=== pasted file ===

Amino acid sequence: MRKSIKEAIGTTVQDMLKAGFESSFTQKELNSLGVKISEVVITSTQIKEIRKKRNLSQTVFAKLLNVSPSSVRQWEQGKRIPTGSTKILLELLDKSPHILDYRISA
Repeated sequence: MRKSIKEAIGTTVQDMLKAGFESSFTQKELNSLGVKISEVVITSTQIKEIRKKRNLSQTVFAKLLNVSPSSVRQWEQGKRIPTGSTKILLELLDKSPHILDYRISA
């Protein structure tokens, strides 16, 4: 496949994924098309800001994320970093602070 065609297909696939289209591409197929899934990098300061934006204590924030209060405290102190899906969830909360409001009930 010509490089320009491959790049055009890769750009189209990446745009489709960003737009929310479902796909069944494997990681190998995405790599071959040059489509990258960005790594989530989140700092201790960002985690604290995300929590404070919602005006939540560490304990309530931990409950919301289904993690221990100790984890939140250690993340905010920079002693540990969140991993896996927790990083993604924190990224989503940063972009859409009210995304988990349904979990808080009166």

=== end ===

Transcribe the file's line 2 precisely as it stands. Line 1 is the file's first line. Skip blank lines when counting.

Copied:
Repeated sequence: MRKSIKEAIGTTVQDMLKAGFESSFTQKELNSLGVKISEVVITSTQIKEIRKKRNLSQTVFAKLLNVSPSSVRQWEQGKRIPTGSTKILLELLDKSPHILDYRISA